Cory Jeacoma started singing in kindergarten and never wanted to stop. He recently finished the Jersey Boys tour and now he returns to New York City to play Bob Gaudio in the new off-Broadway production. We spoke to him about his musical theater roots, his best memories and mishaps with Jersey Boys, and living the New York dream.
When did you fall in love with theater, and how did you know that you wanted to be a performer?
In kindergarten, my teacher did a spring variety show and we would sing musical theater songs, like Grease and Sound of Music, so I caught the bug of music then. I loved the attention as a little kid and when I got older, my mom noticed that I was singing along with the radio and could tell that music was important to me. In fifth grade she told me to do the talent show and I sang “Sugar Pie Honey Bunch” (as any fifth grader would.) I caught the bug from there. I played Baloo the bear in The Jungle Book– it was my first theater experience and I couldn’t stop. Then I was doing high school shows and then the community theater shows (about six a year) and a little cabaret, and I couldn’t stop.
In high school, all of my friends were applying to schools for musical theater, and I realized you could go to school and make a career out of it. I started really digging in and getting my hands dirty and doing readings and workshops, and meeting some incredible, incredible artists that I grew to respect and admire. It’s cool that I am finally getting the chance to build a platform for myself to do what I love and share it with people. It’s incredible.
I remember seeing it and just being in awe. It was one of the first shows that connected with me in a way that I realized musical theater has something for everyone. There are shows for every person, but this is the guys’ musical; Jersey Boys was about four dudes and that was sort of what I was. I’m just an average dude and it’s a show about four average dudes who hustled and made a name for themselves, and it stood out to me. Especially the role of Bob Gaudio, this earnest, forward-thinking young guy who had a song in his heart and a passion in his body that he needed to release, and he did incredible things with it. That’s something that I admire. He never lost sight of himself throughout the process. So I thought, I want to be a part of this. I saw the show six or seven times before I even got an audition, and whenever someone came into the city and wanted to see a show, I took them to Jersey Boys.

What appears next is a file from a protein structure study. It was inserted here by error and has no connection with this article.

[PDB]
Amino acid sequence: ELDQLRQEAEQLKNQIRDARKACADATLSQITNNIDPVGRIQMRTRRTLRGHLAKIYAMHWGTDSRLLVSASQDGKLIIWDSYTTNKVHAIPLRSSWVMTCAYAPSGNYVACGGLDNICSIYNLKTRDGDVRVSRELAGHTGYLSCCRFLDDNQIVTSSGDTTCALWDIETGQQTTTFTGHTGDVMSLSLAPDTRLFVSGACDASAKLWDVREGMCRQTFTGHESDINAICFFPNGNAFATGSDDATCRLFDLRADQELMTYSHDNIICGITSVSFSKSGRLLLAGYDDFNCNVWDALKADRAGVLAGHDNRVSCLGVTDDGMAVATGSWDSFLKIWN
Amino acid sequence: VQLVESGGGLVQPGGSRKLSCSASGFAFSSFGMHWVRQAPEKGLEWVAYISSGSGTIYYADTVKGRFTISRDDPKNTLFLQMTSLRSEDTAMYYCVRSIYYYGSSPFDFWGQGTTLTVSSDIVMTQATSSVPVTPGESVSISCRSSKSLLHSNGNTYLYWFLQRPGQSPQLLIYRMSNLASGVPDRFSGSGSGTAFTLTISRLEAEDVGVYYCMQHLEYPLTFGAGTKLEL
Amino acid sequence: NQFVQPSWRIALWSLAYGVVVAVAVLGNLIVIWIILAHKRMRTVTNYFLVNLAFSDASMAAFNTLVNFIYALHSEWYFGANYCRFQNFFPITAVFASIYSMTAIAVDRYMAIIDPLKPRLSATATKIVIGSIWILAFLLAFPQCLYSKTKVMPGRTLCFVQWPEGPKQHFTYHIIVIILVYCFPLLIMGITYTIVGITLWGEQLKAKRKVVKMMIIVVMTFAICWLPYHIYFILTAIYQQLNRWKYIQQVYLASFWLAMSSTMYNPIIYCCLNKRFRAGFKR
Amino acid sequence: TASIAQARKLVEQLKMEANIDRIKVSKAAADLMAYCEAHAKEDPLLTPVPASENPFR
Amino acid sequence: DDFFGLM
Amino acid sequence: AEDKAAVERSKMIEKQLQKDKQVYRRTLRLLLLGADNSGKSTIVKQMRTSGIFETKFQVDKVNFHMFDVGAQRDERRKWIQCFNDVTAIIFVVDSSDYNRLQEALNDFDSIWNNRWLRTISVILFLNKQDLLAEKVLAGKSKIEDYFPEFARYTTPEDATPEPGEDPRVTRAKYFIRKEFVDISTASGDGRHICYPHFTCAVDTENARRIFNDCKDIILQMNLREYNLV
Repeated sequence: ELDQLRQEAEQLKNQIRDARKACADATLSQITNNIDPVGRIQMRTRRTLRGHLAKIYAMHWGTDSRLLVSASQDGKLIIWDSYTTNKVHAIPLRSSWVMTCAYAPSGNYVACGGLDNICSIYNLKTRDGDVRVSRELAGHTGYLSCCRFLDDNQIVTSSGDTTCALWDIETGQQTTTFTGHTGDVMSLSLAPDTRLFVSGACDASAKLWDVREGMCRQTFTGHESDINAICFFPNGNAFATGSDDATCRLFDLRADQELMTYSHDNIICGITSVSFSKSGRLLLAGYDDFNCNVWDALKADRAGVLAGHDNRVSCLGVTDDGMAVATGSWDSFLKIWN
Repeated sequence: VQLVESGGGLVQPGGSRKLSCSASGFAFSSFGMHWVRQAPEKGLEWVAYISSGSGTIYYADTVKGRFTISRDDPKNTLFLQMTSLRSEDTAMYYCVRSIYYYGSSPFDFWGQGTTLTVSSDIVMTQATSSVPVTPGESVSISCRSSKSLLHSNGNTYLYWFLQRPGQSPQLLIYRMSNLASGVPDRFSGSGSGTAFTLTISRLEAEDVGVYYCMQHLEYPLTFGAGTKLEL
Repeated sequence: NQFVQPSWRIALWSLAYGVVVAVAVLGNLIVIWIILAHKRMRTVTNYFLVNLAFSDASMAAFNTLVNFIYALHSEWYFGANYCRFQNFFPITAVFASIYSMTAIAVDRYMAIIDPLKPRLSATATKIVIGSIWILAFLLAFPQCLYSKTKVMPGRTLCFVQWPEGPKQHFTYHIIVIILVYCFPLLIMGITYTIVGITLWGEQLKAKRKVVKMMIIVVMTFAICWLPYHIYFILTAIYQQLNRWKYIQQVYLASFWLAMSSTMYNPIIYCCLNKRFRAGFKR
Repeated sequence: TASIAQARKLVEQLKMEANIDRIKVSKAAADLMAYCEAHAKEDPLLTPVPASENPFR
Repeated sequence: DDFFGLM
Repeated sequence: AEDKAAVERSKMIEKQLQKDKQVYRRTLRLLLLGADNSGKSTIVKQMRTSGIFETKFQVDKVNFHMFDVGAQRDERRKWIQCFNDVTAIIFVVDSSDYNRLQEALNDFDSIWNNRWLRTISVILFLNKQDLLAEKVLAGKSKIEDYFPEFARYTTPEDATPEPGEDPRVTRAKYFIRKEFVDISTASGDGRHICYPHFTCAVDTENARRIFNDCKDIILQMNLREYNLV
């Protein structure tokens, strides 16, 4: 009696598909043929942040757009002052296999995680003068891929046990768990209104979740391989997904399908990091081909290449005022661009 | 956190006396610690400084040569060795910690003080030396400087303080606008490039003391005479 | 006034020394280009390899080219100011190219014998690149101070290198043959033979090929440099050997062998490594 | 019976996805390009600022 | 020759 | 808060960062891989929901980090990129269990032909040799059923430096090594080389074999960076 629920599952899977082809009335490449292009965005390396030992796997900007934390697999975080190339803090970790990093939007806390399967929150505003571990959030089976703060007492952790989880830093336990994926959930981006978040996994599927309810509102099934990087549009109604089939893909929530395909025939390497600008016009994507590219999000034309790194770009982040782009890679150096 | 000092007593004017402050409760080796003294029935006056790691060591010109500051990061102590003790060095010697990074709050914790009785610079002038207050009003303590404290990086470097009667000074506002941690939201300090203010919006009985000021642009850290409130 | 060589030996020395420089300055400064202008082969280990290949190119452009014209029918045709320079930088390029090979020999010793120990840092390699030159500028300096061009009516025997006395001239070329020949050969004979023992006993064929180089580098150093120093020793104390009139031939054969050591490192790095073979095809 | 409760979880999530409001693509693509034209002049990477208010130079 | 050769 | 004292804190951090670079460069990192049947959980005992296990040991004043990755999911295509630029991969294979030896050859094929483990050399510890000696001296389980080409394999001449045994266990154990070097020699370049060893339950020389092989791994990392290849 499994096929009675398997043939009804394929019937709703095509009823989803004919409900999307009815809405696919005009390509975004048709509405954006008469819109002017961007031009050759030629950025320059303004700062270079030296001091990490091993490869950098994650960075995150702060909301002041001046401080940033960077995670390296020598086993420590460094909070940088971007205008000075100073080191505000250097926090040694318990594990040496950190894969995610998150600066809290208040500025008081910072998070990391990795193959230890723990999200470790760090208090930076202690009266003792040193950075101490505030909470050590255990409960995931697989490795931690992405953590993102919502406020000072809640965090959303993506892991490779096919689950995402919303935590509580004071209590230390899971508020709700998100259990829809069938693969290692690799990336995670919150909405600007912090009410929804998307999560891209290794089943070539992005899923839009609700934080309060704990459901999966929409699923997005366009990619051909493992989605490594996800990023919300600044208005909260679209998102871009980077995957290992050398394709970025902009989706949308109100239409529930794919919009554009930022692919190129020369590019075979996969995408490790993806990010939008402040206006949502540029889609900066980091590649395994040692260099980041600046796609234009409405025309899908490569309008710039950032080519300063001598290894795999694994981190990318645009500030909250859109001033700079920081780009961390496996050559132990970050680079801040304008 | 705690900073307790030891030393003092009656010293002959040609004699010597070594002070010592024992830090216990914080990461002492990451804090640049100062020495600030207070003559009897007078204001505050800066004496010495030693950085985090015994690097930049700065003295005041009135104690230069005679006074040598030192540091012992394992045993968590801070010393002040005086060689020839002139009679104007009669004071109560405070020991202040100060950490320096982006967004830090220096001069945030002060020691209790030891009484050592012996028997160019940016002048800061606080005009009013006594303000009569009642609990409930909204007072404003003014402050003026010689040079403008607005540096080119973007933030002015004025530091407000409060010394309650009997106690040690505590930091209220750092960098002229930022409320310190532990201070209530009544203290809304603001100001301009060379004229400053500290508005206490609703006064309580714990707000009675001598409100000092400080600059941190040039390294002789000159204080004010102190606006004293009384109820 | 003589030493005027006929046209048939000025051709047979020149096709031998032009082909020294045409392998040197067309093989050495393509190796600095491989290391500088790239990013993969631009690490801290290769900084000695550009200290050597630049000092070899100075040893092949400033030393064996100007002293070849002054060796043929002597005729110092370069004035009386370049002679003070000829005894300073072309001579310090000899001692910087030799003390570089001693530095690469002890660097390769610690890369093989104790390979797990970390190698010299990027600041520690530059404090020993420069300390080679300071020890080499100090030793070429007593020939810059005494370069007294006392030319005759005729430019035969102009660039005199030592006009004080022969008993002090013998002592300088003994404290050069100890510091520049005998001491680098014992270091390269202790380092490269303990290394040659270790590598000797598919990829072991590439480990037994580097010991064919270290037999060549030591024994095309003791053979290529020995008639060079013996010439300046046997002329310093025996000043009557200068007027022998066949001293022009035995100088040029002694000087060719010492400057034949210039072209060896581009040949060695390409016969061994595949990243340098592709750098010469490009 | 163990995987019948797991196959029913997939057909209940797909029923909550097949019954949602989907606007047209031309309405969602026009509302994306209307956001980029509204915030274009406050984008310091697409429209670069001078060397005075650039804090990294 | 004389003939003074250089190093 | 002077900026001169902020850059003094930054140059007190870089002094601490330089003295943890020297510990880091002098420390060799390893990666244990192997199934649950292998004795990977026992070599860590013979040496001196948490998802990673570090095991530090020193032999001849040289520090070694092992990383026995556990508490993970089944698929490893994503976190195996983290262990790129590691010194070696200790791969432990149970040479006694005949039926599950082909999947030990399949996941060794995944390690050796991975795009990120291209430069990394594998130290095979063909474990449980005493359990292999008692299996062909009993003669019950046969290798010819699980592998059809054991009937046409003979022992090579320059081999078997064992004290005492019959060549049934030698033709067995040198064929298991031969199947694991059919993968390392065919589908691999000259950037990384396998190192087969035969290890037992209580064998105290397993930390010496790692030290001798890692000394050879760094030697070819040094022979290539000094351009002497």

What is it like to play such an iconic man? How much research goes into the role when you’re portraying a real person and how much of yourself do you try to bring to the character?
It was very daunting until a couple of months ago when I finally met Bob. My biggest goal was to meet Bob Gaudio, and it was also my biggest fear to meet Bob Gaudio. Not because he is some scary guy, but because I admire him so much and I want nothing more than to do justice to his life and to this story he lived. Four months ago during tech for New World Stages, they told me Bob was going to be working with us through the last week of tech and I literally pooped my pants. I was trying to play it cool, “He is going to be here watching me play him, yeah, that’s normal.” It was wild. He was the nicest guy in the world, and he gave me a stamp of approval. He said, “You can’t ask me, because I was living it, but I bet you if you ask Frankie he would say that you remind him a lot of me when I was your age,” and I just about fell on the floor . He said that I should be proud, and I was proud. That was a huge milestone in my life, just a huge moment when this man that I admire so much and that I spent upwards of 300 performances portraying said, “yes, you are doing all right, kid.”
Do you think it’s easier or more difficult than playing a fictional character?